I want a money management program that works with Excel. I do my overall budgeting in Excel ... I can map out my cash flow, interactively see how, say, refinancing the mortgage and adding that trip into Hawaii would impact my end of the month status, etc. Also, I frequently take Quicken reports and paste them into Excel so I can really analyze them, but I have to patch up all of the totals and sub-totals. Would it be too much to ask Quicken to at least not be Excel hostile?

The other thing I would like is a search function that does not default to search forward, when the typical search is for a backwards search. And why does it default to searching all accounts? If I miss type, say, "Giamt" when it is entered everywhere as "Giant" it spends several minutes opening and closing all of my accounts searching in vain. There is no way to stop the search.

Is this too much to ask?

Posted by: REMurphy | March 7, 2010 7:51 AM | Report abuse

A question about "Essentials". If I install it, will it irreversibly take over for Quicken 2006? I want a path backwards if I do try it.

Posted by: REMurphy | March 7, 2010 7:53 AM | Report abuse

@tokrueger: What you're talking about is one of the things that Mint.com does pretty well; its entire business model is based on suggesting ways for users to improve their financial health. (The site then collects a commission on financial products purchased through the program's links, so its recommendations of specific products--as opposed to the general principles behind each one, such as "you're overdue to open an IRA"-- warrant a little skepticism.)

@scottr2: I used to go through the same routine for many years--there wasn't much Internet downloading of anything when I started using the app, much less bank statements. And, yes, typing in every transaction is absurd. Not only is it a colossal waste of time, considering that your bank already has that data, it also invites data-entry error. I can't tell you how many times I got hung up on reconciliation because I transposed two digits somewhere. Never again!

@REMurphy: No, your old data is left intact. The Quicken File Exchange Utility makes its own copy of your Quicken Data file, then crunches through that to generate a separate Quicken 2010 document (plus a log of the file import specifying what was and wasn't brought over into the new file and how things like categories were mapped to Quicken 2010's formats). At the end of the process, the old Quicken Data file is exactly where it was before, without even a change to its modification date.

- RP

Posted by: Rob Pegoraro | March 8, 2010 7:06 PM | Report abuse

Rob,

Sorry, I guess my "joking" reference to your statement describing the absurdity of keeping track of cash wasn't obvious. I've been doing it so long via paper or electronically that it is nearly effortless - besides which, there is no bank account involved, therefore no downloading is even possible...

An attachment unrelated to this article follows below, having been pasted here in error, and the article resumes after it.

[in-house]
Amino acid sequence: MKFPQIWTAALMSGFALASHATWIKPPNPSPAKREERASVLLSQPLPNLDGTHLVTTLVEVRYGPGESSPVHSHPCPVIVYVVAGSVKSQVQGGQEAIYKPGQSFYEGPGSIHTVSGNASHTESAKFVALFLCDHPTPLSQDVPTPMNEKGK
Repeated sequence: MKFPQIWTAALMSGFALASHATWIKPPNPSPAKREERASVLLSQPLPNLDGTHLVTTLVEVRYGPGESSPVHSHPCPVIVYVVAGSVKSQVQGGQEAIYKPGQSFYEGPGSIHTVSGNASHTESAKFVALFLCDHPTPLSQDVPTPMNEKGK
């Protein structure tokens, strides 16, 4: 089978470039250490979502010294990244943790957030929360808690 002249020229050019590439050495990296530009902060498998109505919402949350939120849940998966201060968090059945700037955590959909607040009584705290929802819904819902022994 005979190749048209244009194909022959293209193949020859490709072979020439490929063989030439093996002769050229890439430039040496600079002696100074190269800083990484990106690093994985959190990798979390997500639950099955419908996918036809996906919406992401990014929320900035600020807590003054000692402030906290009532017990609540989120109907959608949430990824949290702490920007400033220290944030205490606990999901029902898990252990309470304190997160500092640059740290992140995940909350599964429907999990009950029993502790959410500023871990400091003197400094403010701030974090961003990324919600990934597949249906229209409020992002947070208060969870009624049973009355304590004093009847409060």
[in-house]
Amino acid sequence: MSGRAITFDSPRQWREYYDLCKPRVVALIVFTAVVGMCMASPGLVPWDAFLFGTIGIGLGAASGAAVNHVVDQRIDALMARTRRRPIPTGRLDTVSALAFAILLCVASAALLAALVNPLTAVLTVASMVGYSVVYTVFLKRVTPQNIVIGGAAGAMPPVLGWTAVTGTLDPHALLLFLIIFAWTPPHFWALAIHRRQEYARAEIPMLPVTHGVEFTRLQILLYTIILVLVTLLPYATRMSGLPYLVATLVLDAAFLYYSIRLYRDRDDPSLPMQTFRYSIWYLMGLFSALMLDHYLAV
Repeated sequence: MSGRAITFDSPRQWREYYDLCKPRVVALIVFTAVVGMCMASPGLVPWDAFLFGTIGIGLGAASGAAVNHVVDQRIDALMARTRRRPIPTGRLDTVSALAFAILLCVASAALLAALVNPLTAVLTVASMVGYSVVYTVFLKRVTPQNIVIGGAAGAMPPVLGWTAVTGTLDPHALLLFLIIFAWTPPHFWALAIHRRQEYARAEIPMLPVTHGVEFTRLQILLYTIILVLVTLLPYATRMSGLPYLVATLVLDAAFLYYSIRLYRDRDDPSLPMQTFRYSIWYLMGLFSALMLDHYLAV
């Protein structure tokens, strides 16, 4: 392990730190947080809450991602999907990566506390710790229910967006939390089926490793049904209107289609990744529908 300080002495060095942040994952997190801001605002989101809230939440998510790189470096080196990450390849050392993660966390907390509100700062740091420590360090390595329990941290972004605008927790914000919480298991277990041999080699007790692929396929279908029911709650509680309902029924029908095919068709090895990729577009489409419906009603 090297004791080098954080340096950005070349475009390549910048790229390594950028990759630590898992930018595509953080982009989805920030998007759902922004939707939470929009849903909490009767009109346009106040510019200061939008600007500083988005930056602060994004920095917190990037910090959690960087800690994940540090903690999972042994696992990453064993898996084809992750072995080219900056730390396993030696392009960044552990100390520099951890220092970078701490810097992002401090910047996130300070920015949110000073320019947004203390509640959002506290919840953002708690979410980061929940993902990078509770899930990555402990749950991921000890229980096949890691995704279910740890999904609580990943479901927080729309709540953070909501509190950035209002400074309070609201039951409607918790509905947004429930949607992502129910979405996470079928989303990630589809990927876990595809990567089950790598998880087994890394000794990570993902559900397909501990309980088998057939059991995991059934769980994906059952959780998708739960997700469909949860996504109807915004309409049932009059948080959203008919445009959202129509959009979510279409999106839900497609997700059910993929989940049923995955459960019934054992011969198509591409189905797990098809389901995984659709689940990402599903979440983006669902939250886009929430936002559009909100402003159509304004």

I guess I am also reluctant to stash all of my financial passwords inside one application, in order to enable the downloads for every account. That reluctance tracks well with common advice to not store web site passwords in the browser, so why store them in Quicken?

Posted by: scottr2 | March 8, 2010 11:07 PM | Report abuse

I started with Quicken back in the '80's on a PC. Became a Mac convert in 2002, but have always kept Quicken going on a PC. I'm now using Quicken 2008 for Windows on my Mac through Parallels. Even though I would love to get rid of Windows, it doesn't sound like Quicken Essentials measures up. Here's how I rank your list:

1. Log every one of my purchases, just in case - I like to know my account balances at all times.

2. Just stop me from missing payments or bouncing checks - almost all of my payments are automatic deductions, and I use scheduled transactions to automatically enter payments into my register, so I'm not worried about missing anything or bouncing a check.

3. Download transactions from a couple banks - this wasn't on your list, but I do this for my credit card accounts - saves me a lot of data entry.

4. Monitor my investments - I do automatic downloads from my investment accounts into Quicken. Sure, those companies send me statements, but Quicken allows me to consolidate all those accounts to see the total picture.

5. Gauge my (hopefully ever-increasing) net worth - closely related to my #4.

6. Help me prepare my taxes every spring - not a big deal for me, but it would be if I had significant business expenses to track.

7. Help me stick to a monthly budget - I'm very frugal by nature anyway, so I've never felt the need to use Quicken's budgeting feature. If I don't like my account balance (#1), I just cut back on my spending.

Posted by: lwchaney | March 9, 2010 1:22 PM | Report abuse